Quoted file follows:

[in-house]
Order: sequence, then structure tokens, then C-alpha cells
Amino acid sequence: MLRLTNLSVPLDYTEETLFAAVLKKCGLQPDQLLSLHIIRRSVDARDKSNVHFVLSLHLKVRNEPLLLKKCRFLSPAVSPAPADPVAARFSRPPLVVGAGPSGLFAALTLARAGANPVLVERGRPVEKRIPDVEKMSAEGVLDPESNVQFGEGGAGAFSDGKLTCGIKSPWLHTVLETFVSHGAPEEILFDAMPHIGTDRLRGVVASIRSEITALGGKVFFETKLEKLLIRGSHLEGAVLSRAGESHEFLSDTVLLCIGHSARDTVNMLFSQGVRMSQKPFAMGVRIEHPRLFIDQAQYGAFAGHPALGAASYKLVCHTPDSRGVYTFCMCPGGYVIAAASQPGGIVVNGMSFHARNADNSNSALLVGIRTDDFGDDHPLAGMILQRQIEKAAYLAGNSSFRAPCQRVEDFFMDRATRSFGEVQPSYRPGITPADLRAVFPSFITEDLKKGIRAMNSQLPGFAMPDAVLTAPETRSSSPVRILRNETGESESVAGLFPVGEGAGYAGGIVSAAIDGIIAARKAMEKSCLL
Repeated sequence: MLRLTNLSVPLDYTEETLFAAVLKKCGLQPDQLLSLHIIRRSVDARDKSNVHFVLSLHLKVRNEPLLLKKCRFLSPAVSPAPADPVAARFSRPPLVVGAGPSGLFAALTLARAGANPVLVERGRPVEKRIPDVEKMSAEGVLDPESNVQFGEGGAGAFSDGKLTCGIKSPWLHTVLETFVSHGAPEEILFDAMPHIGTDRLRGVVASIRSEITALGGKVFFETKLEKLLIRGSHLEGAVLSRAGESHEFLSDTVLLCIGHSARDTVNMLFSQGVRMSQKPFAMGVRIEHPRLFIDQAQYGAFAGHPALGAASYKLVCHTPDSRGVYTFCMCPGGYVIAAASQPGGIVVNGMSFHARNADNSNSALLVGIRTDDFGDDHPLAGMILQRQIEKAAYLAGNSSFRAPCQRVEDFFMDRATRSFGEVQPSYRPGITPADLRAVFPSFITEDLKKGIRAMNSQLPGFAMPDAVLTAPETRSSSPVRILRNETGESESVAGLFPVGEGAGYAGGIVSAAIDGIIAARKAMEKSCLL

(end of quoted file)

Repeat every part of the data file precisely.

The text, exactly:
[in-house]
Order: sequence, then structure tokens, then C-alpha cells
Amino acid sequence: MLRLTNLSVPLDYTEETLFAAVLKKCGLQPDQLLSLHIIRRSVDARDKSNVHFVLSLHLKVRNEPLLLKKCRFLSPAVSPAPADPVAARFSRPPLVVGAGPSGLFAALTLARAGANPVLVERGRPVEKRIPDVEKMSAEGVLDPESNVQFGEGGAGAFSDGKLTCGIKSPWLHTVLETFVSHGAPEEILFDAMPHIGTDRLRGVVASIRSEITALGGKVFFETKLEKLLIRGSHLEGAVLSRAGESHEFLSDTVLLCIGHSARDTVNMLFSQGVRMSQKPFAMGVRIEHPRLFIDQAQYGAFAGHPALGAASYKLVCHTPDSRGVYTFCMCPGGYVIAAASQPGGIVVNGMSFHARNADNSNSALLVGIRTDDFGDDHPLAGMILQRQIEKAAYLAGNSSFRAPCQRVEDFFMDRATRSFGEVQPSYRPGITPADLRAVFPSFITEDLKKGIRAMNSQLPGFAMPDAVLTAPETRSSSPVRILRNETGESESVAGLFPVGEGAGYAGGIVSAAIDGIIAARKAMEKSCLL
Repeated sequence: MLRLTNLSVPLDYTEETLFAAVLKKCGLQPDQLLSLHIIRRSVDARDKSNVHFVLSLHLKVRNEPLLLKKCRFLSPAVSPAPADPVAARFSRPPLVVGAGPSGLFAALTLARAGANPVLVERGRPVEKRIPDVEKMSAEGVLDPESNVQFGEGGAGAFSDGKLTCGIKSPWLHTVLETFVSHGAPEEILFDAMPHIGTDRLRGVVASIRSEITALGGKVFFETKLEKLLIRGSHLEGAVLSRAGESHEFLSDTVLLCIGHSARDTVNMLFSQGVRMSQKPFAMGVRIEHPRLFIDQAQYGAFAGHPALGAASYKLVCHTPDSRGVYTFCMCPGGYVIAAASQPGGIVVNGMSFHARNADNSNSALLVGIRTDDFGDDHPLAGMILQRQIEKAAYLAGNSSFRAPCQRVEDFFMDRATRSFGEVQPSYRPGITPADLRAVFPSFITEDLKKGIRAMNSQLPGFAMPDAVLTAPETRSSSPVRILRNETGESESVAGLFPVGEGAGYAGGIVSAAIDGIIAARKAMEKSCLL